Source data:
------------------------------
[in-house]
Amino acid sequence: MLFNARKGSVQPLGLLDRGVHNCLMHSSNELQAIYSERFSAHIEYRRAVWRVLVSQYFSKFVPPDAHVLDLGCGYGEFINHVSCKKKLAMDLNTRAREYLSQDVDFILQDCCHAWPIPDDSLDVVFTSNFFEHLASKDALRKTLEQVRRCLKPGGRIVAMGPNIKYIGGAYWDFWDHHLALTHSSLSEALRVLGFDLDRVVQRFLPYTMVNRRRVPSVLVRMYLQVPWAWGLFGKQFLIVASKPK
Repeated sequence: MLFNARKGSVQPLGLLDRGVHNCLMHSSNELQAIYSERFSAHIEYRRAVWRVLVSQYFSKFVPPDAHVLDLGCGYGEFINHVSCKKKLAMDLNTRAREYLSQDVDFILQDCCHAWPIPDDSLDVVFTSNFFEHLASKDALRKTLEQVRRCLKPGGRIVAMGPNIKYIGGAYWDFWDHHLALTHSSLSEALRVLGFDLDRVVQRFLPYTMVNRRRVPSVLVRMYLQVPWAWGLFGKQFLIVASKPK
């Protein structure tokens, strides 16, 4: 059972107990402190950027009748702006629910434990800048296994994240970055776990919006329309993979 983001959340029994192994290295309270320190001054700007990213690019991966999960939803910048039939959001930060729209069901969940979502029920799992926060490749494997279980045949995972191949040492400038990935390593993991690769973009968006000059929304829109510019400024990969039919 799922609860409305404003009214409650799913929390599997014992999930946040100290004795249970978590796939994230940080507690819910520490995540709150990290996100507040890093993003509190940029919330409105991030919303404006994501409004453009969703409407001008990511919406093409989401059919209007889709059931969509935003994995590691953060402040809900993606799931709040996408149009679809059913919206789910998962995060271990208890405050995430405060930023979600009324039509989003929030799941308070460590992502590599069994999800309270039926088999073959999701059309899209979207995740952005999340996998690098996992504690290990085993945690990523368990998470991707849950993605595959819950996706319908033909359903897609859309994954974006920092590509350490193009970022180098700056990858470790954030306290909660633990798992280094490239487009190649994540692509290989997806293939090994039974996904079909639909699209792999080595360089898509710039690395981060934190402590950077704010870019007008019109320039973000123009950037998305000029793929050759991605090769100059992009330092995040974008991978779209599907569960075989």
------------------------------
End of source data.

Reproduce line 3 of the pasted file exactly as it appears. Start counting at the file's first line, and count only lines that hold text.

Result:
Repeated sequence: MLFNARKGSVQPLGLLDRGVHNCLMHSSNELQAIYSERFSAHIEYRRAVWRVLVSQYFSKFVPPDAHVLDLGCGYGEFINHVSCKKKLAMDLNTRAREYLSQDVDFILQDCCHAWPIPDDSLDVVFTSNFFEHLASKDALRKTLEQVRRCLKPGGRIVAMGPNIKYIGGAYWDFWDHHLALTHSSLSEALRVLGFDLDRVVQRFLPYTMVNRRRVPSVLVRMYLQVPWAWGLFGKQFLIVASKPK